# How to calculate the energy of a partial differential equation that is not parabolic or hyperbolic

I have the following partial differential equation:

I'm asked to prove that if $$f\equiv 0$$, then the total energy (kinetic energy + potential energy) of the system decreases with time.

What is the expression for the energy of this system? I know what the expression of energy is for parabolic or hyperbolic partial differential equations. But this, clearly, is neither.

UPDATE: If we define the energy to be $$\frac{1}{2}(u_t)^2+\frac{1}{2}\sum\limits_{ij}a^{ij}u_{x_i}u_{x_j}$$, then it seems that $$\frac{dE}{dt}=-\int{d(u_t)^2}$$. I don't quite understand how one gets this final expression

• The usual way you would derive an energy equation is to multiply the wave equation by $u_t$ and integrate over all $x$. Then rewrite this as $\frac{d}{dt}\int \frac{1}{2}u_t^2 + \ldots = 0$. If there is a conserved energy this would be on the form $E'(t) = 0$. In this case you can write it as $\frac{d}{dt}\int \frac{1}{2}u_t^2 + \frac{1}{2}a_{ij}u_iu_j{\rm d}x + \int du_t^2{\rm d}x = 0$. In the absence of friction ($d=0$) you only have the first term so this would be the usual energy. – Winther Apr 22 at 22:33
• @Winther- Thank you so much!! – Anju George Apr 22 at 22:56

Let’s assume $$u$$ is a $$C^2$$ solution of \begin{align*} u_{tt}+du_t-\sum\partial_j(a^{ij}\partial_iu)=0. \end{align*} (though the $$C^2$$ assumption seems weird to me at this point)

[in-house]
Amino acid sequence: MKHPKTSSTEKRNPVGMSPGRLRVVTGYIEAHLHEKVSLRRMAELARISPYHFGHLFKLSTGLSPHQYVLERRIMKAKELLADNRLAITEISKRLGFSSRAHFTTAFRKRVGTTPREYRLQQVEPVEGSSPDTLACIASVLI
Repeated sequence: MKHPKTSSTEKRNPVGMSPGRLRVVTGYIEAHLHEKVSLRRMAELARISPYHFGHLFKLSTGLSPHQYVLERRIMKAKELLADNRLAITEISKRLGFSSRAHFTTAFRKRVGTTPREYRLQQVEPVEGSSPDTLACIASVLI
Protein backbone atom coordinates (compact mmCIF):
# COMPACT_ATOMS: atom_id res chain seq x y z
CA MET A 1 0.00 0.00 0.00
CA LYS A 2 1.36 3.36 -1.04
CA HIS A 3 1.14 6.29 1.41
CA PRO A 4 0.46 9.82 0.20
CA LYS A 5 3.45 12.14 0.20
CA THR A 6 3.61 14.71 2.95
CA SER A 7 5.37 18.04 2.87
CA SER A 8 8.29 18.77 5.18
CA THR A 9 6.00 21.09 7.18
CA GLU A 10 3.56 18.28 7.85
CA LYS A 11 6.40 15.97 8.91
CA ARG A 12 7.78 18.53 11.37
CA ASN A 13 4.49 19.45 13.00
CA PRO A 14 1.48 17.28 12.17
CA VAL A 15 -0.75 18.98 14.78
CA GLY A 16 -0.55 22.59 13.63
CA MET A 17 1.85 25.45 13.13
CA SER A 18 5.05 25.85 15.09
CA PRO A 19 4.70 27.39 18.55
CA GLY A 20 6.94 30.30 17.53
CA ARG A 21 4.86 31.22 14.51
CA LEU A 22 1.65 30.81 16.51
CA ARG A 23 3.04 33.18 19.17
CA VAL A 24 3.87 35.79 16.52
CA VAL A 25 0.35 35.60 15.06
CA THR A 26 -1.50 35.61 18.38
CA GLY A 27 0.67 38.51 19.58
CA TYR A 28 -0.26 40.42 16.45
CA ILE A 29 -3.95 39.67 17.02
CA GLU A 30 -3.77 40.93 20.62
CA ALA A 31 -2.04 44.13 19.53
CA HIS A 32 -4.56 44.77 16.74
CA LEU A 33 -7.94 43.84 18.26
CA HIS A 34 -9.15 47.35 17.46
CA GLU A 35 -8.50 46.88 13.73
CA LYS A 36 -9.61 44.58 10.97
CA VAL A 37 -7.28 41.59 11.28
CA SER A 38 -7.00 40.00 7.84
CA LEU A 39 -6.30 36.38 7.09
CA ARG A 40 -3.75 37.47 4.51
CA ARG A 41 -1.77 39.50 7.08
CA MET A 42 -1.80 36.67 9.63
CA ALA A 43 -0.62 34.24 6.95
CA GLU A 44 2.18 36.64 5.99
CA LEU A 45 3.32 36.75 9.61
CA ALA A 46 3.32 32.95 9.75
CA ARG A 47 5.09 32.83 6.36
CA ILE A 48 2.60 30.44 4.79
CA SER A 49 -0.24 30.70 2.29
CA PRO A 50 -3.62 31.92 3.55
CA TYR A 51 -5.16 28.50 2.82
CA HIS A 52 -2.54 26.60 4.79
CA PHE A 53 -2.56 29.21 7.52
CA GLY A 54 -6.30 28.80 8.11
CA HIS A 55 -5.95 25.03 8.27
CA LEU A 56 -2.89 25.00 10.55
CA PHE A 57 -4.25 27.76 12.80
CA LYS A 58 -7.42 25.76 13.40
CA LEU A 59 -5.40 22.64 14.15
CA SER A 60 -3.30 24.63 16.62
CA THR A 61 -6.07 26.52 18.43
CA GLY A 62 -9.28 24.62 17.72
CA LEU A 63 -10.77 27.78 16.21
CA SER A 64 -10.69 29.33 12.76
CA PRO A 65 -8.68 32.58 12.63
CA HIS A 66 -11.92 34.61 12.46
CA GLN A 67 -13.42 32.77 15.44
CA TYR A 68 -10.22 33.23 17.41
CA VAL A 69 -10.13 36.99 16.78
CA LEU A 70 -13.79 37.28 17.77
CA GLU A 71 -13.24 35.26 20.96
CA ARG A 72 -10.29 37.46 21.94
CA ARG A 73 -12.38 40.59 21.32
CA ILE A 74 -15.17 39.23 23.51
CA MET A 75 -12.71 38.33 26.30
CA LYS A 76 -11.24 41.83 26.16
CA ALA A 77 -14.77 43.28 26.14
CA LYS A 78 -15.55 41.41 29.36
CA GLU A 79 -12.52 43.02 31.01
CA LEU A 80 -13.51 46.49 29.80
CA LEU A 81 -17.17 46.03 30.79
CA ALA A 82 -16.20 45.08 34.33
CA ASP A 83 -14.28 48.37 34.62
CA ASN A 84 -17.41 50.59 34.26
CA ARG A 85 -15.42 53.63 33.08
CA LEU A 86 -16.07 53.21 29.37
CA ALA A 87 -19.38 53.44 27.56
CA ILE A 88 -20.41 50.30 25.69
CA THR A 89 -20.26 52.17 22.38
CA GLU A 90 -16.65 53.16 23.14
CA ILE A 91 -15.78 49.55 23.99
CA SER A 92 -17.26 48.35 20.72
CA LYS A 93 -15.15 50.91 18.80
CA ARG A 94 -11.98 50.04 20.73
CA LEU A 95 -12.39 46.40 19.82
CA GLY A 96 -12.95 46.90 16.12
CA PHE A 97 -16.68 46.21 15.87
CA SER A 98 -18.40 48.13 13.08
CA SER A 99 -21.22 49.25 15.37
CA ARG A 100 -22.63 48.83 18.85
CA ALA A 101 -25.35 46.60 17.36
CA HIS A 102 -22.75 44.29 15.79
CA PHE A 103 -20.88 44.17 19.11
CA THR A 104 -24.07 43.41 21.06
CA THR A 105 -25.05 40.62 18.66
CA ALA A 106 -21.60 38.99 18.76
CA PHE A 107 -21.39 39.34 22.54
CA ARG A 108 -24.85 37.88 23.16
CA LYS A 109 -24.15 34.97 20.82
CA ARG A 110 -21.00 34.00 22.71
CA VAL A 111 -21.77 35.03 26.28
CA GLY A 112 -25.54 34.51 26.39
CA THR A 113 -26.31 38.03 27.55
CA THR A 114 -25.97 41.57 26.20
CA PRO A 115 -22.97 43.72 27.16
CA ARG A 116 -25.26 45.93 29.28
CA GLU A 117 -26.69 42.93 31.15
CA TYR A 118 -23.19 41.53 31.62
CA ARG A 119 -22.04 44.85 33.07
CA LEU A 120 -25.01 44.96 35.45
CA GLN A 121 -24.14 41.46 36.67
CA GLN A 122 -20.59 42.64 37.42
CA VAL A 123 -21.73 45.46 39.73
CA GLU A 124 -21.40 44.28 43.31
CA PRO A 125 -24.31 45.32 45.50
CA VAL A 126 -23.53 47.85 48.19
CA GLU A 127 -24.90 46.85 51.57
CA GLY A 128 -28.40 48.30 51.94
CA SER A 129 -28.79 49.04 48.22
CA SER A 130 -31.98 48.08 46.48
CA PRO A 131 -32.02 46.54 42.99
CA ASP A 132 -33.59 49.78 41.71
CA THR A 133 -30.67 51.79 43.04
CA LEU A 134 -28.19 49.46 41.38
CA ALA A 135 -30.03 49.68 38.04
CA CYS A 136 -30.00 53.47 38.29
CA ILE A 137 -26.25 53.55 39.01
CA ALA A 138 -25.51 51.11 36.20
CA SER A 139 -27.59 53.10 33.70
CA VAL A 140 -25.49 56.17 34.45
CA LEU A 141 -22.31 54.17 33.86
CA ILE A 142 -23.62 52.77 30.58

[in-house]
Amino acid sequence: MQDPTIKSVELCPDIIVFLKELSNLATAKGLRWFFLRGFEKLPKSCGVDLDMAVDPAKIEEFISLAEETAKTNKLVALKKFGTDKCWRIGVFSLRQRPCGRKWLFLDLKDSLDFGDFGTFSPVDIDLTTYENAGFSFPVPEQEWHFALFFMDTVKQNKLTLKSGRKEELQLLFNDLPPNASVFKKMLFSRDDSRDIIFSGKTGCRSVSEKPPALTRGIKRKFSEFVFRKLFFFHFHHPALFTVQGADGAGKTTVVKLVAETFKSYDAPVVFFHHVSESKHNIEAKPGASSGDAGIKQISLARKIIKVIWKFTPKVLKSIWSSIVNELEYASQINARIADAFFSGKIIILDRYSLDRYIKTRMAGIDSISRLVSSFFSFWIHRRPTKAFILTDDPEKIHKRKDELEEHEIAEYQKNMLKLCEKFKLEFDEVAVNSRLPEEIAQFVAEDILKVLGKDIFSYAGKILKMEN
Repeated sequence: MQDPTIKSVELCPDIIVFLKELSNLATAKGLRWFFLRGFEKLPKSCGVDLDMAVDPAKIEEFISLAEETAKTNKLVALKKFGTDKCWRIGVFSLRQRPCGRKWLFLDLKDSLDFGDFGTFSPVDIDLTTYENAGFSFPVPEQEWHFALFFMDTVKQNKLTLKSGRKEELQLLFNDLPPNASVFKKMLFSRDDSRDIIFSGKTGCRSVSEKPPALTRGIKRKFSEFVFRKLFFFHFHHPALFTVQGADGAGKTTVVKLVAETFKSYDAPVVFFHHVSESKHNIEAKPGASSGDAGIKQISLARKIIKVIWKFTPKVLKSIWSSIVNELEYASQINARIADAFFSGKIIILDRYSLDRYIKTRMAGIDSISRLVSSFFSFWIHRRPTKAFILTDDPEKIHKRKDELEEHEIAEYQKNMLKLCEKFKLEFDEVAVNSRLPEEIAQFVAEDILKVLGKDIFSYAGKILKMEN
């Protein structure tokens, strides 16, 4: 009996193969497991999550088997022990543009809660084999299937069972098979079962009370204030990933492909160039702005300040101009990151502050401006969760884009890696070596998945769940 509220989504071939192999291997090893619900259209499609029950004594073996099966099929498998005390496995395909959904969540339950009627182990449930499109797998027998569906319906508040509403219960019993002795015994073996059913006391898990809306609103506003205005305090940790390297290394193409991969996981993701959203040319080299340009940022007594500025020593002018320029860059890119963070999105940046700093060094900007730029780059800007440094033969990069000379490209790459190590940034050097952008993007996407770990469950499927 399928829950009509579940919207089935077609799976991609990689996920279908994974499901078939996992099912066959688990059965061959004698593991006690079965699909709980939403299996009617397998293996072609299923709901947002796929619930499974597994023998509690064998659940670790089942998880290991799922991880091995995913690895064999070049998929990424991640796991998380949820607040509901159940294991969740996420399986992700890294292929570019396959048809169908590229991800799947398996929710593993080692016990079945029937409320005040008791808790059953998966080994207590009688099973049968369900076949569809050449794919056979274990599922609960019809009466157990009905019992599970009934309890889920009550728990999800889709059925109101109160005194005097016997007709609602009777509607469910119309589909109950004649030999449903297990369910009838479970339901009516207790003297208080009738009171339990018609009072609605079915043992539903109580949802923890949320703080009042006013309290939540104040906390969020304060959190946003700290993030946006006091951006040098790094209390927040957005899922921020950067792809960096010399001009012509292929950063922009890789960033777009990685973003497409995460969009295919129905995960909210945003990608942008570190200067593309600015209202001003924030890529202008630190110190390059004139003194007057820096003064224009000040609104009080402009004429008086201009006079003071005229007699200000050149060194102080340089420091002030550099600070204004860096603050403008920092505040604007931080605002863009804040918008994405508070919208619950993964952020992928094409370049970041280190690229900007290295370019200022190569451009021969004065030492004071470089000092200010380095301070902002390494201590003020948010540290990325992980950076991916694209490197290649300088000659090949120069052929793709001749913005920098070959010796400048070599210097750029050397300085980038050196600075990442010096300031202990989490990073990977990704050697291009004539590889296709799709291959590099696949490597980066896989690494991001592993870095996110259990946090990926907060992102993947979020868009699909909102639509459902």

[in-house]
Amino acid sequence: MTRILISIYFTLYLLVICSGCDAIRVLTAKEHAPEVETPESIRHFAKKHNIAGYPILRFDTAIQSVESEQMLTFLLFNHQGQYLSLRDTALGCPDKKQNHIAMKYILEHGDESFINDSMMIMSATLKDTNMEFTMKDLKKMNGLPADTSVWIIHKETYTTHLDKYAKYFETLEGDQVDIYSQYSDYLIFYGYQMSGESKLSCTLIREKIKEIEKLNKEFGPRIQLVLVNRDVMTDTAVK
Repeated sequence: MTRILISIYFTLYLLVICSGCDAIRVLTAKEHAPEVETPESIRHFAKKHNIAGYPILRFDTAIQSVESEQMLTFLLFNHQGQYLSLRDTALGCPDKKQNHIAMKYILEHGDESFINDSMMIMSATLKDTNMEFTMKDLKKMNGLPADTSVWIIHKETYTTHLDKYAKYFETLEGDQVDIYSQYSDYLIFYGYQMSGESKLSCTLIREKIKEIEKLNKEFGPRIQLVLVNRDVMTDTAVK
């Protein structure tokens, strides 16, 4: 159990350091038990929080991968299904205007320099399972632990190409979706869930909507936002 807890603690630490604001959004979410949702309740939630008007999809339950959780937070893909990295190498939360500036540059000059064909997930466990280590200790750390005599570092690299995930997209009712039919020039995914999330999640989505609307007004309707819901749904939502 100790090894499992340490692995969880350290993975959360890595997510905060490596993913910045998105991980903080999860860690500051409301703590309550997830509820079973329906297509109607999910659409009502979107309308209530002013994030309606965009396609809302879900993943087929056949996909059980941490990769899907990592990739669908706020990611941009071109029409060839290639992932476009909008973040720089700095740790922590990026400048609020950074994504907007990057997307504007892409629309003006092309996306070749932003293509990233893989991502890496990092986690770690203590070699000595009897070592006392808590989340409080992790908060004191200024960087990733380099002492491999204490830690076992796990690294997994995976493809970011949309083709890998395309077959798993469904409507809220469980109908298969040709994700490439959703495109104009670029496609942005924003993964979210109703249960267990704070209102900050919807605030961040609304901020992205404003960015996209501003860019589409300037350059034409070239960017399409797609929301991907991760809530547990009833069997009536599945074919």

We can define the energy \begin{align*} E(t)= \int_{\Omega}\frac{1}{2} \left(\frac{\partial u}{\partial t}\right)^2 +\frac{1}{2} \left(a^{ij}\frac{\partial u}{\partial x^i} \frac{\partial u}{\partial x^j}\right) dx, \end{align*} which is reasonable to be viewed as an energy since the second term of the integrand is nonnegative by the condition of $$a^{ij}$$.
Taking derivative with respect to $$t$$, \begin{align*} E’(t)&= \int_{\Omega} u_tu_{tt}+a^{ij}u_{i}u_{jt} dx\\ &= \int_{\Omega} u_t\left(-du_t+\partial_j(a^{ij}\partial_iu)\right)+a^{ij}u_{i}u_{jt} dx\\ &=-\int_{\Omega} d(u_t)^2dx + \int_{\partial \Omega} a^{ij}u_iu_t \nu_j dS\\ &=-\int_{\Omega}d (u_t)^2\leq 0, \end{align*} where we use divergence theorem and $$\partial_tu=0$$ on $$\partial \Omega$$.
• Can you also explain the calculations? How you got $E'(t)$ as $-\int d(u_t)^2$? – Anju George Apr 22 at 22:40
• Regarding the energy for any PDE, I want to clarify that the PDE we are working with should be classified to wave equation, or hyperbolic equation. So we can, via taking $a^{ij}$ as a metric and using differential geometry language, get the above energy which is naturally generalized from the simplest wave equation $u_{tt}=u_{xx}$. – Yesfun Yeh Apr 22 at 23:47